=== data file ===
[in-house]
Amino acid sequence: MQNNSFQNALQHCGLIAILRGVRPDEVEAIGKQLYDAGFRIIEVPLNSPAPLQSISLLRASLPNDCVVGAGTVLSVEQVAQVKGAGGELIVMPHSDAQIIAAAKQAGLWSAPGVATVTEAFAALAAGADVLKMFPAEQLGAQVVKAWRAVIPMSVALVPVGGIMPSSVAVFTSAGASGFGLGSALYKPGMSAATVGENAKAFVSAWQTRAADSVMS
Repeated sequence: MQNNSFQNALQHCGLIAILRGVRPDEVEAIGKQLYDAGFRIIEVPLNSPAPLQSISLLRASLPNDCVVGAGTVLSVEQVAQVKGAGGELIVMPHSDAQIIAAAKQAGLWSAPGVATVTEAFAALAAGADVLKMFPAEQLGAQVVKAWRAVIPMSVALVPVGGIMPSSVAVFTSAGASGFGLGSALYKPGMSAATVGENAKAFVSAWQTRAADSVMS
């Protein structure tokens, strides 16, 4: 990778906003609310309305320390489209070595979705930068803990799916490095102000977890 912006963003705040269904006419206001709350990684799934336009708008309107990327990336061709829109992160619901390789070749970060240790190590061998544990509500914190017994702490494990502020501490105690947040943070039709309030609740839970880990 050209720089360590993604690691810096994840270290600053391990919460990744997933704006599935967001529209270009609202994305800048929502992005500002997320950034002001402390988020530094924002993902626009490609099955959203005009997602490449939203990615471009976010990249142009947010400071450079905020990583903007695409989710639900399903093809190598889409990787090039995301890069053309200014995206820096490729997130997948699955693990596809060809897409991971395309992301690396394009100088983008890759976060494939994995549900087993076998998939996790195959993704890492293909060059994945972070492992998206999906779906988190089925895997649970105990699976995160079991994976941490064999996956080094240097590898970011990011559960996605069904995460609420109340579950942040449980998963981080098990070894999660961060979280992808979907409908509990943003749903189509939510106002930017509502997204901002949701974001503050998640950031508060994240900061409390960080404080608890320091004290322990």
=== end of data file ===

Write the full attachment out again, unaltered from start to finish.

[in-house]
Amino acid sequence: MQNNSFQNALQHCGLIAILRGVRPDEVEAIGKQLYDAGFRIIEVPLNSPAPLQSISLLRASLPNDCVVGAGTVLSVEQVAQVKGAGGELIVMPHSDAQIIAAAKQAGLWSAPGVATVTEAFAALAAGADVLKMFPAEQLGAQVVKAWRAVIPMSVALVPVGGIMPSSVAVFTSAGASGFGLGSALYKPGMSAATVGENAKAFVSAWQTRAADSVMS
Repeated sequence: MQNNSFQNALQHCGLIAILRGVRPDEVEAIGKQLYDAGFRIIEVPLNSPAPLQSISLLRASLPNDCVVGAGTVLSVEQVAQVKGAGGELIVMPHSDAQIIAAAKQAGLWSAPGVATVTEAFAALAAGADVLKMFPAEQLGAQVVKAWRAVIPMSVALVPVGGIMPSSVAVFTSAGASGFGLGSALYKPGMSAATVGENAKAFVSAWQTRAADSVMS
């Protein structure tokens, strides 16, 4: 990778906003609310309305320390489209070595979705930068803990799916490095102000977890 912006963003705040269904006419206001709350990684799934336009708008309107990327990336061709829109992160619901390789070749970060240790190590061998544990509500914190017994702490494990502020501490105690947040943070039709309030609740839970880990 050209720089360590993604690691810096994840270290600053391990919460990744997933704006599935967001529209270009609202994305800048929502992005500002997320950034002001402390988020530094924002993902626009490609099955959203005009997602490449939203990615471009976010990249142009947010400071450079905020990583903007695409989710639900399903093809190598889409990787090039995301890069053309200014995206820096490729997130997948699955693990596809060809897409991971395309992301690396394009100088983008890759976060494939994995549900087993076998998939996790195959993704890492293909060059994945972070492992998206999906779906988190089925895997649970105990699976995160079991994976941490064999996956080094240097590898970011990011559960996605069904995460609420109340579950942040449980998963981080098990070894999660961060979280992808979907409908509990943003749903189509939510106002930017509502997204901002949701974001503050998640950031508060994240900061409390960080404080608890320091004290322990």